Pituitary Macroadenomas Medication
- Author: James R Mulinda, MD, FACP; Chief Editor: George T Griffing, MD more...
Medications are used to control excess hormone secretion or to replace deficient hormones.
These agents directly stimulate postsynaptic dopamine receptors. The dopaminergic neurons in the tuberoinfundibular process modulate the secretion of hormones from the anterior pituitary by secreting an inhibitory factor, believed to be dopamine.
Bromocriptine is a dopamine agonist used to normalize serum prolactin levels. It is a semisynthetic, ergot alkaloid derivative and a strong dopamine D2-receptor agonist. Bromocriptine is a partial dopamine D1-receptor agonist, and it is FDA approved as an adjunct to levodopa/carbidopa but is less effective than other dopamine agonists.
Bromocriptine might relieve akinesia, rigidity, and tremor associated with Parkinson disease. It stimulates dopamine receptors in the corpus striatum. Approximately 28% of the drug is absorbed from the GI tract and metabolized in the liver. Its approximate elimination half-life is 50 hours, with 85% excreted in feces and 3-6% eliminated in the urine.
Initiate bromocriptine at low dosage and slowly increase the dosage to individualize therapy. Assess dosage titration every 2 weeks. Gradually reduce the dose in 2.5-mg decrements if severe adverse reactions occur.
Cabergoline is a dopamine agonist used to normalize serum prolactin levels. It is a long-acting dopamine receptor agonist with a high affinity for D2 receptors. Prolactin secretion by the anterior pituitary is under hypothalamic inhibitory control exerted through dopamine.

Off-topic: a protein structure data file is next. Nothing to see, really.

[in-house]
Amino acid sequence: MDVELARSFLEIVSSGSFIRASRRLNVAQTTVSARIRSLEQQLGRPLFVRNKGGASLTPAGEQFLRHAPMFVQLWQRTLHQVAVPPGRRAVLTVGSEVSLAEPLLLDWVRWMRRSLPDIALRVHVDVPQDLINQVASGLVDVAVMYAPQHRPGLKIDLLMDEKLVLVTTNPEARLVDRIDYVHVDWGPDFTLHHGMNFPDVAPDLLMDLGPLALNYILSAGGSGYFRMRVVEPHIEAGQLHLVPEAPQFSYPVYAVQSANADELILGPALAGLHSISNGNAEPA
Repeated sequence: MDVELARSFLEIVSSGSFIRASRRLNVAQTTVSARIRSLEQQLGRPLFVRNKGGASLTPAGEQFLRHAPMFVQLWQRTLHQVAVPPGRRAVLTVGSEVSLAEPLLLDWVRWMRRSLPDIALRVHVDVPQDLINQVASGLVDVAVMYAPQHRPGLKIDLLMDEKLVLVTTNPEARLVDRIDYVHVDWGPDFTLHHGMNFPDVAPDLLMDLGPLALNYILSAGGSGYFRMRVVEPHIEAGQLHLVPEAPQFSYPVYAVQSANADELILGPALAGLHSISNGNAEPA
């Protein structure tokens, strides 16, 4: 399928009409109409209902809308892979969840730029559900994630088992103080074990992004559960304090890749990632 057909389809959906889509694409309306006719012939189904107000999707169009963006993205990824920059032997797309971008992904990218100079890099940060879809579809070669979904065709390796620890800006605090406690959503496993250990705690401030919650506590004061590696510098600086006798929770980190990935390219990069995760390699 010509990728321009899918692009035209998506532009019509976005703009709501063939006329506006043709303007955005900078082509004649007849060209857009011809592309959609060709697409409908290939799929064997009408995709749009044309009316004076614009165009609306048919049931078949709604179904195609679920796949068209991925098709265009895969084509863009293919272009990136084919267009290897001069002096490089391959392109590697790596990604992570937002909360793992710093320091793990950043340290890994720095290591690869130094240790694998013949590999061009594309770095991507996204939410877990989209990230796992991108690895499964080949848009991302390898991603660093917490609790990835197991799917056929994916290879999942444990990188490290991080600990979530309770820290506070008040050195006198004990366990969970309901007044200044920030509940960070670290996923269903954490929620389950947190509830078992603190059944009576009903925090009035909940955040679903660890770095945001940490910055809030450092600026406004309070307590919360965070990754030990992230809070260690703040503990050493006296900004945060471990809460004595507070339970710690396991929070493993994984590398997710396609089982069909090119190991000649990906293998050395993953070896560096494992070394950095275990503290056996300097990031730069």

Pergolide was withdrawn from the US market March 29, 2007. It is a potent dopamine receptor agonist at both D1 and D2 receptor sites. It is approximately 10-1000 times more potent than bromocriptine on a mg-per-mg basis. Pergolide inhibits the secretion of prolactin. It causes a transient rise in the serum concentrations of growth hormone and a decrease in the serum concentrations of LH.
Growth hormone receptor antagonists
Growth hormone receptor antagonists are used for the treatment of acromegaly.
Pegvisomant is a genetically engineered growth hormone receptor antagonist used to treat acromegaly. It is useful in patients not responding to somatostatin analogues. Pegvisomant may be used concurrently with somatostatin analogues after surgery and radiation therapy.
Somatostatin analogues are used to control symptoms resulting from excess hormone secretion.
Octreotide is a somatostatin analogue used to normalize growth hormone levels. It acts primarily on somatostatin receptor subtypes II and V. It inhibits growth hormone secretion and has multiple other endocrine and nonendocrine effects, including inhibition of glucagon, VIP, and GI peptides.
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